Rich Martin, one of the founders of Cyclewise - which now has bases at Whinlatter and Cockermouth, shares his experiences following the devastating floods of December 2015.
Everyone in Cumbria is adjusting to things being a little different after Storm Desmond and the run of subsequent storms that hit the UK through the winter - and this is certainly a mindset that all of us here at Cyclewise are adopting. We have to think differently for 2016 and are taking every opportunity to highlight that we are still here and ready to greet visitors with open arms (and our normal Cumbrian hospitality, of course).
The much-loved mountain route used on our British Cycling Level 2 Leadership training course was overwhelmed with epic levels of water, which resulted in two bridges on the well-known coast to coast route being washed away! It’s astounding to see these iron bridges casually dropped to one side, like a piece of litter on the riverbank. These are not due to be restored until late April 2016.
Because of this we have to recognise that although we are open for business, it’s not the same Lake District we used to know and love. Nature has undoubtedly shown us all who the boss is and has left many well-loved places looking and feeling a little peculiar. It is certainly a sight you need to witness to understand the full impact on the area.
Although Desmond hit Cumbria particularly badly, there are of course lots of other areas in the UK that were significantly affected by the winter weather - including West Yorkshire and central Scotland. All of these areas are recovering by making adjustments and it could be a long road to recovery.
Leadership after a deluge
Years of delivering Mountain Bike Leadership courses as a British Cycling Tutor for Cyclewise have served me well. With all of those route planning sessions delivered to learners and time spent emphasising the need for having a back-up plan in case the situation changes, I was prepared for the worst. Having to work around the floods most certainly highlighted the importance of such measures.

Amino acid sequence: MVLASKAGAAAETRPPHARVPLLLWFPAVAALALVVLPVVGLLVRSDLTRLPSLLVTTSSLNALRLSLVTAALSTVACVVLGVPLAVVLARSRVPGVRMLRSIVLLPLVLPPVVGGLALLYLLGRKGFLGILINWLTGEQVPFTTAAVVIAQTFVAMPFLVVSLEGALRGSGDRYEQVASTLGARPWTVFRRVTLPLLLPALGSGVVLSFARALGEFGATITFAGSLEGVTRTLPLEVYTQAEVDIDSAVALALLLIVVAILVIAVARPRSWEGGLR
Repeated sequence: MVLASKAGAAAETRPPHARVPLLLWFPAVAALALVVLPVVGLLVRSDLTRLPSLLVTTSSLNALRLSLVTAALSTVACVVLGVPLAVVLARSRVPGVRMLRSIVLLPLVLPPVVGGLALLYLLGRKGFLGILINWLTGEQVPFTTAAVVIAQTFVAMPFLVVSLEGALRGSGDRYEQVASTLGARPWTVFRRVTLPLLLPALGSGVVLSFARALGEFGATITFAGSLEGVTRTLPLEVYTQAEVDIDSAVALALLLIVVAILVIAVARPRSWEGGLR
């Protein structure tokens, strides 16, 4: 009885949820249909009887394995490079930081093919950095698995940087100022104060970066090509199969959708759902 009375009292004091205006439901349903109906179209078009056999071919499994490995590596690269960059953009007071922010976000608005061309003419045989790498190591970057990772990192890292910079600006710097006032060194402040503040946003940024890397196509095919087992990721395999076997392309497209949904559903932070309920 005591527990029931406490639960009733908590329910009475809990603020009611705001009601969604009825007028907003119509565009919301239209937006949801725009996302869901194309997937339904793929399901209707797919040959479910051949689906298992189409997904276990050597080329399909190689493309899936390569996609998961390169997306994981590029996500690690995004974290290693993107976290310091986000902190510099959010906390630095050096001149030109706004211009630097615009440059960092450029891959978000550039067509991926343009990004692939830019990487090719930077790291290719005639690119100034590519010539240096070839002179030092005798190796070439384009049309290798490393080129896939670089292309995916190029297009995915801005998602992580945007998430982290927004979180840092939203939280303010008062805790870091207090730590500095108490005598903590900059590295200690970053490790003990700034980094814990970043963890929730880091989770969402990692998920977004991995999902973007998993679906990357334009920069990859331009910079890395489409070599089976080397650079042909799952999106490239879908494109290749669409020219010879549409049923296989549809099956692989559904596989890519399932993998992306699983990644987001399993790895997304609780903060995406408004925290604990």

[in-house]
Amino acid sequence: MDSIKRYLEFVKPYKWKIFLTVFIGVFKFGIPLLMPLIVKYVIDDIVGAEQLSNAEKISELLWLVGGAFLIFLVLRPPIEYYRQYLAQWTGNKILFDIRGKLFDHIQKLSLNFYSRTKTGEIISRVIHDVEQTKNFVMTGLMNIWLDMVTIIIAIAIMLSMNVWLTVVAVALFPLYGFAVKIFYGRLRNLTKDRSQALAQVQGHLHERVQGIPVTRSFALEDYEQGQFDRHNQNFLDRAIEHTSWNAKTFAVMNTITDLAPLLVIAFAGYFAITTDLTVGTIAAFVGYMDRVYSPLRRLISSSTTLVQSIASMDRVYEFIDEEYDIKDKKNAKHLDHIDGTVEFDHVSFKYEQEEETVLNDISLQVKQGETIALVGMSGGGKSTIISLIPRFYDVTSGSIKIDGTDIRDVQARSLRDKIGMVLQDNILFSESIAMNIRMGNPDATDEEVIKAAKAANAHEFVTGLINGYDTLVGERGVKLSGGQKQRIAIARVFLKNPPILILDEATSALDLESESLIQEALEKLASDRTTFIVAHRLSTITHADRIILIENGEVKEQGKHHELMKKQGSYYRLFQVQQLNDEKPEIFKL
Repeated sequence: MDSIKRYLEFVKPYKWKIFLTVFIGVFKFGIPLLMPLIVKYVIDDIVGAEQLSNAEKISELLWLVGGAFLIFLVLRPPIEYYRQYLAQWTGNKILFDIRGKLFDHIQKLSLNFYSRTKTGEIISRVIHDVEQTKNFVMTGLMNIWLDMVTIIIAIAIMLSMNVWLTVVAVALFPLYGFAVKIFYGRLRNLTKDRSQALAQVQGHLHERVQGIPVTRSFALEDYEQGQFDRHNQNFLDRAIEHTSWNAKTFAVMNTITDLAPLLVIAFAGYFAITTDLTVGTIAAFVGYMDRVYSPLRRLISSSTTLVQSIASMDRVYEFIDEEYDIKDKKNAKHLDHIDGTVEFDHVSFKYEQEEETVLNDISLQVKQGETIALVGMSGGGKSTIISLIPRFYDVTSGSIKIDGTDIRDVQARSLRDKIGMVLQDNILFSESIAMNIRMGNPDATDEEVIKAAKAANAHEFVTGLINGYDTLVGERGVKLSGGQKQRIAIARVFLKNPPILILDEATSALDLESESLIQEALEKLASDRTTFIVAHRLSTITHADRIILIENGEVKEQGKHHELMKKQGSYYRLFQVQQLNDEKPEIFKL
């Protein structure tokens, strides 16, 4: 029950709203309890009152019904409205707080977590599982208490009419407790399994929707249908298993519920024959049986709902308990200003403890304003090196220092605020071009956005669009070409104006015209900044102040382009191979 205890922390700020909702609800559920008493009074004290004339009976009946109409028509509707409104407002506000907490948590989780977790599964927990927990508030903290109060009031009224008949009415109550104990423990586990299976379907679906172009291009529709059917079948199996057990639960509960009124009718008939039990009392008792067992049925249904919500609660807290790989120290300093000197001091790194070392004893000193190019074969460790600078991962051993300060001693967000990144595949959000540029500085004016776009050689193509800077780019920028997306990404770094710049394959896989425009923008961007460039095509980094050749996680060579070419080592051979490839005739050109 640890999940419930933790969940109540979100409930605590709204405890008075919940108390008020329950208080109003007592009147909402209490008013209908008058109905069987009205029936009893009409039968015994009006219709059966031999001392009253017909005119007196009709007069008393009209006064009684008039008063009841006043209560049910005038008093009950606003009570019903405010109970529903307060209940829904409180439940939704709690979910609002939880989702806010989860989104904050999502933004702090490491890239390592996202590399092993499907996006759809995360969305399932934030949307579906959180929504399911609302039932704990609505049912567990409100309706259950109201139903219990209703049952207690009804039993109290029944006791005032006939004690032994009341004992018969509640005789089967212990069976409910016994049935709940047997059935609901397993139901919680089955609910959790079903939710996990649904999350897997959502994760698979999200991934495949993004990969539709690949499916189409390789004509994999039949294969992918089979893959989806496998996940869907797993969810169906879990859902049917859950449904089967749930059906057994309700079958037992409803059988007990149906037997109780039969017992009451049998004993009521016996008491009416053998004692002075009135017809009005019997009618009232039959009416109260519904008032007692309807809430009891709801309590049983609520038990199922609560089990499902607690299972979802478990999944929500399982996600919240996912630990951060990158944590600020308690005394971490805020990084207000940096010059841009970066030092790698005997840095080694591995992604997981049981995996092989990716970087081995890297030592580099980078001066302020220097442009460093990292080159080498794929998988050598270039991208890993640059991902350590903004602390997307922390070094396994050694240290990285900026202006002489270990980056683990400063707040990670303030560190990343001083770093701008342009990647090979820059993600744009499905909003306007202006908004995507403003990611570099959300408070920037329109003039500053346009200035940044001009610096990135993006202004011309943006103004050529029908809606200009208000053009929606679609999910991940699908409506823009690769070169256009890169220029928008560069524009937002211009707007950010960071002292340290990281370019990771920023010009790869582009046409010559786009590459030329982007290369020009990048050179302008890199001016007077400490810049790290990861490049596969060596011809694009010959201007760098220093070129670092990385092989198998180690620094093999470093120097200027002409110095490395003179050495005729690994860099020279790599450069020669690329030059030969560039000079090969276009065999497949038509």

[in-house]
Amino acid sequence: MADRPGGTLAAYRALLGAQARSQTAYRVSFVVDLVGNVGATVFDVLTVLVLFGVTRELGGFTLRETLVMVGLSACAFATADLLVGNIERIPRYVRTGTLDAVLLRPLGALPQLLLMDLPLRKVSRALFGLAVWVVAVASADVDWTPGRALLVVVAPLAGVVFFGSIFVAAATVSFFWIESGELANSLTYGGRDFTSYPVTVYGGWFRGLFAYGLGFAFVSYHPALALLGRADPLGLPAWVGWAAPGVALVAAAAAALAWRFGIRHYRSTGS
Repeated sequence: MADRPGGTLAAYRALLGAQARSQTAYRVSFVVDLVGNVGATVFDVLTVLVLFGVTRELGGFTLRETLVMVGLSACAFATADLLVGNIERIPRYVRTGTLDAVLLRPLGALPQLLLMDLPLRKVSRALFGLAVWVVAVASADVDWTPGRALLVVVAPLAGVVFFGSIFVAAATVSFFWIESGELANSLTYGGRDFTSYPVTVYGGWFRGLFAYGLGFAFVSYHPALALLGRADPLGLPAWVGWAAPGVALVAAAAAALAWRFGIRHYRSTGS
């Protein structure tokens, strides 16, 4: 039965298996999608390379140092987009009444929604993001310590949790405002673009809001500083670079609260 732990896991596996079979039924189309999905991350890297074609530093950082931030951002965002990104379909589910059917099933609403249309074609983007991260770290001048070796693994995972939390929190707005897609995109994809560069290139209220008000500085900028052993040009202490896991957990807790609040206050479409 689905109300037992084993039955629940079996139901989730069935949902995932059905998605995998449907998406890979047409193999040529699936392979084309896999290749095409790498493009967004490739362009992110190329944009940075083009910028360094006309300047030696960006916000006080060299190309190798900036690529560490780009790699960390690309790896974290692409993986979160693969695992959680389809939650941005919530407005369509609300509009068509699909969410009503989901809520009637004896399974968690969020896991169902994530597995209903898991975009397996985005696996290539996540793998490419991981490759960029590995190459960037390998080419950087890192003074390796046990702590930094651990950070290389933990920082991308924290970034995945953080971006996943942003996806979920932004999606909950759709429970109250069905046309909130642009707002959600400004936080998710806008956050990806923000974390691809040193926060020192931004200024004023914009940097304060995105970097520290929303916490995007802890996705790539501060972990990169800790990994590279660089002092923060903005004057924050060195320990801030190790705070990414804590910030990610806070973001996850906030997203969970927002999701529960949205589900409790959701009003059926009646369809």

Even once-idyllic parts of our Lonscale Fell journey show the scars of the floods, which in some way add extra spice to these trails. Many of our favourite guiding trails have had to be re-assessed or guided as if it’s a first time descent. A descent or climb that had an obvious line choice is now often found with a new furrow running through the middle of the trail, gouged out by the nine inches of rain we received that unforgettable weekend.
As for leading higher up in the fells, we encounter massive landslides which have clearly devastated many sections of the great singletrack our clients loved to ride. These are all still passable but might require a short carry and often a brief pause to take a photo of the epic scar left by nature. Being qualified leaders, we constantly assess whether we are working within our remit on trails that used to offer very few hazards.
As a consequence (and as is discussed in every leadership course), we have had to find alternative routes for training and guiding that still offer quality, challenge and excitement. We have activated back-up plans that we thought we might never need, but this has proved a really valuable experience to highlight just how much the Lakes have to offer.
This process has been a rather pleasant silver lining to Storm Desmond. Our route planning has been ultra-resourceful: uncovering new nooks and crannies nestled in the corners of maps, linking trails in ways never considered and in thinking different, we have discovered almost a brand new playground awaiting our guides, clients and tourists.
Another positive side effect has been the need to get out and ride these routes to update our risk assessment documents. I think we may even have created some new Strava segments. Happy days!
Since Storm Desmond departed, Cumbrians have taken every opportunity to send the message that in Cumbria and the Lake District it is business as usual. The storm also highlighted the importance of hoping for the best but planning for the worst and it has been great to practice what we preach on our British Cycling Leadership courses, which really does work.
Thanks to Dan Cook from the Mountain Bike Leadership team at British Cycling for the opportunity to shout out for Cumbria: it is still one of the best places to ride in the UK, but just a little different to how it was pre-Desmond.